May 9th 2014
MALAYSIA and Turkey have quite a lot in common. They are both countries where Islam is the most widely followed religion. Both countries have been held up as proof that the Muslim faith is perfectly compatible with multi-party democracy, a pro-Western foreign policy, and healthy economic growth. Last month, they signed a free trade agreement, designed to bolster an already healthy commercial relationship. Both countries are active in the Organisation for Islamic Co-operation, and they are considered as moderating influences within that body.
But as of a few days ago, they have something less happy in common. Both were rebuked for violating religious liberty by the United States Commission on International Religious Freedom, one of two agencies (along with the State Department) that are mandated by American law to monitor restrictions on faith around the world. In the commission's latest annual report, the two countries were newly placed in "Tier 2". In other words, they are not quite on the list of "countries of particular concern (CPC)" as egregious violators are described; but they are subject to close monitoring in case existing infringements of liberty should grow worse.
The Commission has been volatile, and internally divided, in its assessment of Turkey. In 2012 it listed Turkey, after a split vote, as a CPC; last year, it did not even place Turkey in Tier 2. In its 2014 report, the commission gave a measured assessment of the Turkish record. It said the secular political system did not give a full legal status to any religious group, a situation "particularly detrimental" to religious minorities. While there were ongoing moves to restore or compensate for property which had been seized from religious groups, many people thought these steps lacked urgency or substance. The report said some people were "extremely disheartened" by rumours that the great religious monument known as Haghia Sophia (pictured), now a museum, might revert to being a mosque.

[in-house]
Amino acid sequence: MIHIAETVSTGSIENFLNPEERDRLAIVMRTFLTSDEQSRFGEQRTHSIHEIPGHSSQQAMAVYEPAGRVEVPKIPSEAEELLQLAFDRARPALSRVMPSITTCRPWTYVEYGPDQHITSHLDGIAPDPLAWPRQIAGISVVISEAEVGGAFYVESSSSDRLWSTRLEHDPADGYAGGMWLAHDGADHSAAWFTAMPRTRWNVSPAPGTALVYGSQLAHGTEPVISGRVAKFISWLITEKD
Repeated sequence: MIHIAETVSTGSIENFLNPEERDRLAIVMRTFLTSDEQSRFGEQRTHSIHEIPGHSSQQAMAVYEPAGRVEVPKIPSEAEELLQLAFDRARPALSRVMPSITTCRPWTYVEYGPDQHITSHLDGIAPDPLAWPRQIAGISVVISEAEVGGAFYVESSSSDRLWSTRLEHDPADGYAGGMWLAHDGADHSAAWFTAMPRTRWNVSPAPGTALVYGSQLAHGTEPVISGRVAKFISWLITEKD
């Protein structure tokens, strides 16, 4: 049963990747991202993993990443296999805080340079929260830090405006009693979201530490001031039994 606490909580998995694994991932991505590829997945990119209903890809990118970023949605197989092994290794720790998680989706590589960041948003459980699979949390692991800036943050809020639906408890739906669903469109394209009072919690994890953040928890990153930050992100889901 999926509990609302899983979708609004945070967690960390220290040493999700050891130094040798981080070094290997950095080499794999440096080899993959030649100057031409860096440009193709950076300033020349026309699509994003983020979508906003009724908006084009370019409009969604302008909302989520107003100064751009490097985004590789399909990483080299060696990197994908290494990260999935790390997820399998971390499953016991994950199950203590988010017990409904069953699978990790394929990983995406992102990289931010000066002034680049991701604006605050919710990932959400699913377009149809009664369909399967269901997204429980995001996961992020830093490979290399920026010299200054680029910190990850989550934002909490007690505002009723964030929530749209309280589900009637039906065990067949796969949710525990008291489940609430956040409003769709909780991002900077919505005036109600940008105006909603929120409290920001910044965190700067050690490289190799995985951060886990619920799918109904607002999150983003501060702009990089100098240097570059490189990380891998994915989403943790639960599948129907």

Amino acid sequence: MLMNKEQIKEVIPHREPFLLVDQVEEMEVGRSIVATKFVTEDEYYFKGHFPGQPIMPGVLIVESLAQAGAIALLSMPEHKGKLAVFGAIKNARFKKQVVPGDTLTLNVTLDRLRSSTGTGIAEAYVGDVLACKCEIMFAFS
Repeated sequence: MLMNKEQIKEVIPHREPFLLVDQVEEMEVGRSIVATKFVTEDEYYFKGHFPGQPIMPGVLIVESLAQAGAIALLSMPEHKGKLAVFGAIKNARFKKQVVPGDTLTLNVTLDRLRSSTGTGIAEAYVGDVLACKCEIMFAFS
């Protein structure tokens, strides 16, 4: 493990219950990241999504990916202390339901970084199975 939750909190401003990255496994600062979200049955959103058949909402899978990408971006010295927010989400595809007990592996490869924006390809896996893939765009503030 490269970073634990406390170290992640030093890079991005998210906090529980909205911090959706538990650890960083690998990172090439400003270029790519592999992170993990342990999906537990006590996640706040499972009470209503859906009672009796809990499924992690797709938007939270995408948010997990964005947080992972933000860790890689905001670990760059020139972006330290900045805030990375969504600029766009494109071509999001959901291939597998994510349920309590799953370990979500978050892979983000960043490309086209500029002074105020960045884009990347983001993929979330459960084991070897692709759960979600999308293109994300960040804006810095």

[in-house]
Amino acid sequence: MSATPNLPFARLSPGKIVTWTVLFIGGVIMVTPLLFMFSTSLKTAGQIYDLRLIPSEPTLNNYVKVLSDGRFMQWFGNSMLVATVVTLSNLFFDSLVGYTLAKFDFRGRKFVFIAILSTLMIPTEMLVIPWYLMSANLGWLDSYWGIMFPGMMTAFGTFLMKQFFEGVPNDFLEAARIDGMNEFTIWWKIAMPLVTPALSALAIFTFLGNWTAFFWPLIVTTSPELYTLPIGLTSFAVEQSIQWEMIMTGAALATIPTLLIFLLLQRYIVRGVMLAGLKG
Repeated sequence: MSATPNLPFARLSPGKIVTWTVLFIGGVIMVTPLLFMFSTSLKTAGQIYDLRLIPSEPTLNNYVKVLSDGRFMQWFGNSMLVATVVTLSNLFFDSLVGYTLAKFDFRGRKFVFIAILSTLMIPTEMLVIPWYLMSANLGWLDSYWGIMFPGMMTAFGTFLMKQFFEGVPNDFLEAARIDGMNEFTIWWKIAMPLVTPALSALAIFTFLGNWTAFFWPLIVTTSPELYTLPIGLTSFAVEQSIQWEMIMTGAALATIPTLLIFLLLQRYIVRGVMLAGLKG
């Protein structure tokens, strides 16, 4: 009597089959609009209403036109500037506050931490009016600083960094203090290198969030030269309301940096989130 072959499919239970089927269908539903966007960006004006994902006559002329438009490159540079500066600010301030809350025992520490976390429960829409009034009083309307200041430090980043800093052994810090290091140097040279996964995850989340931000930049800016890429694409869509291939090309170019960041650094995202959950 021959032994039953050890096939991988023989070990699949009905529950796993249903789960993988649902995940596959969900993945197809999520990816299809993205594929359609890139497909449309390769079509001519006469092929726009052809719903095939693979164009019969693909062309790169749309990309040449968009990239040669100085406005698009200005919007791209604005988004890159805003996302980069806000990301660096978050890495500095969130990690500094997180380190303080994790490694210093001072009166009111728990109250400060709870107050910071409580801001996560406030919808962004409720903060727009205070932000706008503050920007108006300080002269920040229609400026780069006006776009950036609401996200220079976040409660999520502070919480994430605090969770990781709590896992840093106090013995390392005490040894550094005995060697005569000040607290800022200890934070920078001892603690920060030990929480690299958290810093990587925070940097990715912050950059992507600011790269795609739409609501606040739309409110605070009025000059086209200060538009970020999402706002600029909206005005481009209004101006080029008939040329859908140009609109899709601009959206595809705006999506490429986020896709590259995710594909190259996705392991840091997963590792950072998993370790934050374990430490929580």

As for Malaysia, the report found that "friction continues between non-Muslim ethnic populations, the Islamic-influenced moderate Malay government, and those advocating publicly for more conservative interpretations of Islam." In plainer language, the stridently Islamist PAS party is lobbying hard for the right to impose harsh Islamic punishments in places where it enjoys local control, and Najib Razak, the prime minister has dismayed non-Muslims with his seeming reluctance to resist this proposal. Disputes over family matters and religious conversion, as the report noted, were already heard by Islamic courts, and there were seven provinces where conversion from Sunni Islam was a crime. The report also cited the persecution of minority forms of Islam, such as the Shias; and court decisions which prevent Christians from using the word "Allah" even if it is the normal term for God in their language.
Since the report was drafted, disputes within Malaysia over Hudud—harsh Islamic penalties—have grown even sharper, with some ethnic Malays (assumed by the state to be Muslim) engaged in angry public arguments with ethnic Chinese compatriots. Meanwhile it has been reported that Recep Tayyip Erdogan, Turkey's prime minister, plans to say prayers at Haghia Sophia—an intensely controversial move, which he might balance by accepting the long-standing Greek Orthodox demand to reopen a seminary which the authorities shut in 1971.
Does all this mean that Malaysia and Turkey are turning aside from their aspiration to be multi-party democracies where many people practice Islam? In some ways, it means the opposite of that. Because both countries have messy, noisy, flawed electoral competitions, there is a strong temptation for office-holders and would-be office-holders to play the Islamist card. In both countries, there are important segments of society that respond well to public gestures, whether symbolic or substantial, which affirm the Muslim faith. And in both countries there are other constituencies which feel horrified by those gestures. Majoritarian democracy won't be enough to keep them stable, unless it is underpinned by respect for the rule of law and civil and individual rights. Compared with that, holding elections is the easy bit.